Cruel jokes about the old are everywhere. When will we face our ageism epidemic?


It’s not only in the sphere of comedy that the old are discussed in ways that would never be tolerated by (or about) another group.’ PHOTO/NBC/NBCU Photo Bank via Getty Images

Watching Saturday Night Live over the past few seasons, I’ve noticed the increasing number and frequency of jokes about old people: the feebleness of the aging brain, the repulsiveness of the elderly body, particularly the elderly female body.

Partly because no one, it seems, is ever “called out” for ageism – I can’t think of one public figure who has been “cancelled” for mocking the aged – I persuaded myself that, as an older person, I was being hypersensitive. But then, this past weekend, on the Weekend Update segment, the cast member Micheal Che told a series of jokes about a report that a Chinese woman in her 60s had given birth. The labor, Che noted, had involved an unusual amount of “friction” and (I may be slightly misquoting here) the delivery had been like “removing a penny from a wad of chewing gum”. Moreover, he added, the new mother could nurse simply by leaning over the crib. The audience laughed. I winced. My husband said: “Ouch.”

I tried to think of another demographic – Asians? African Americans? Women? Members of the LGBT community? – who would have been the object of humor quite so cruel, so barbed, so personal. But it’s not only in the sphere of comedy, and on network TV, that the old are discussed in ways that would never be tolerated by (or about) another group.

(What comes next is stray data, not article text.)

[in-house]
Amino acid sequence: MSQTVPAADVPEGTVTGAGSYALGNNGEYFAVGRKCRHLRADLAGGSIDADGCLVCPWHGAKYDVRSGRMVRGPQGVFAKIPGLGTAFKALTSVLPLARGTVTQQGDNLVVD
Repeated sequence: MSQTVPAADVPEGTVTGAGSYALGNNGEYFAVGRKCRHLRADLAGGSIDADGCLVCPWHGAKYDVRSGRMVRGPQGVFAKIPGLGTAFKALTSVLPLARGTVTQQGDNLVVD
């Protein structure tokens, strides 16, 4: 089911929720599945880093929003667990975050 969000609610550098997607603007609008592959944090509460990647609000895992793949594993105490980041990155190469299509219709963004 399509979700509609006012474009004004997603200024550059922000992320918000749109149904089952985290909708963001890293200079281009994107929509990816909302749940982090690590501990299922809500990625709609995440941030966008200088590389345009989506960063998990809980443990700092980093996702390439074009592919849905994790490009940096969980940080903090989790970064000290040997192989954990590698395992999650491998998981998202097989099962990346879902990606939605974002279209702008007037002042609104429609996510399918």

This summer, the New York Times ran a piece by Ann Bauer titled Do Old People Have a Different Smell? After renting her house to an elderly couple, Ms Bauer returned to find that her home had an odd scent, “strange and cloyingly human”. A Google search provided Ms Bauer with conflicting results. One biologist at the Monell Chemical Research Center found that an increased concentration of an unsaturated aldehyde produced, in the old, “a distinctive grassy, waxy or fatty odor”. This confirmed what a Japanese study had found in 2001. Apparently the Japanese “have a name for older person odor – kareishu – and it has a definitely negative association”. These conclusions were disputed by an organic chemist, also at the Monell, who was himself jokingly accused of being biased, because he was old.

The results of these studies interested me less than the fact that they were carried out out at all – and, I assume, funded. Are there studies in progress designed to determine if black people smell funny, or if one can identify a gender nonconforming person by an educated sniff?

Ageism is more than a joke. Age discrimination in the work place is difficult to prove, to prosecute and to rectify than any other sort of employment bias. That elderly person greeting you at the door of Target or checking out your groceries at the supermarket may well have once held – and been fired from – a very different job.

The Guardian for more

Comments are closed.